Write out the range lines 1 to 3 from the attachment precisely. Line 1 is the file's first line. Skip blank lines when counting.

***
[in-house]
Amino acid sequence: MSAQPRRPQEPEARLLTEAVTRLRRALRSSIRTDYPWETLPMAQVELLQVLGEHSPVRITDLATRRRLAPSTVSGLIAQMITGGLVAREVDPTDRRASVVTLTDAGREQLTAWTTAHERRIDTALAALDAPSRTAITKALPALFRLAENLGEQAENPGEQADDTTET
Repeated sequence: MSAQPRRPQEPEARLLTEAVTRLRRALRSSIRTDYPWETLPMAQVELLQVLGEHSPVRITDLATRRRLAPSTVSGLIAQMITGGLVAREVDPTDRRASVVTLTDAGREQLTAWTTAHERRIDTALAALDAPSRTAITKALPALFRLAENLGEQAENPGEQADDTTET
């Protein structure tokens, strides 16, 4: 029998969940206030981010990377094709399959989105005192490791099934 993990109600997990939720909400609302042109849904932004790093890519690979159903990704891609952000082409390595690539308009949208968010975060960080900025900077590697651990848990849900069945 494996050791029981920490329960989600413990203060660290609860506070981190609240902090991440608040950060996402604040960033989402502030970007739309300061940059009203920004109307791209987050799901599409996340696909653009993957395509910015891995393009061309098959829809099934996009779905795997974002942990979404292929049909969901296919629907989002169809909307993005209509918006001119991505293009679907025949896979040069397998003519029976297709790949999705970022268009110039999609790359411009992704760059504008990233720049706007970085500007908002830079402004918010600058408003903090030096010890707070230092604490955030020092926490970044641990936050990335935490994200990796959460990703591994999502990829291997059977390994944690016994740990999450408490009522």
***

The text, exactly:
[in-house]
Amino acid sequence: MSAQPRRPQEPEARLLTEAVTRLRRALRSSIRTDYPWETLPMAQVELLQVLGEHSPVRITDLATRRRLAPSTVSGLIAQMITGGLVAREVDPTDRRASVVTLTDAGREQLTAWTTAHERRIDTALAALDAPSRTAITKALPALFRLAENLGEQAENPGEQADDTTET
Repeated sequence: MSAQPRRPQEPEARLLTEAVTRLRRALRSSIRTDYPWETLPMAQVELLQVLGEHSPVRITDLATRRRLAPSTVSGLIAQMITGGLVAREVDPTDRRASVVTLTDAGREQLTAWTTAHERRIDTALAALDAPSRTAITKALPALFRLAENLGEQAENPGEQADDTTET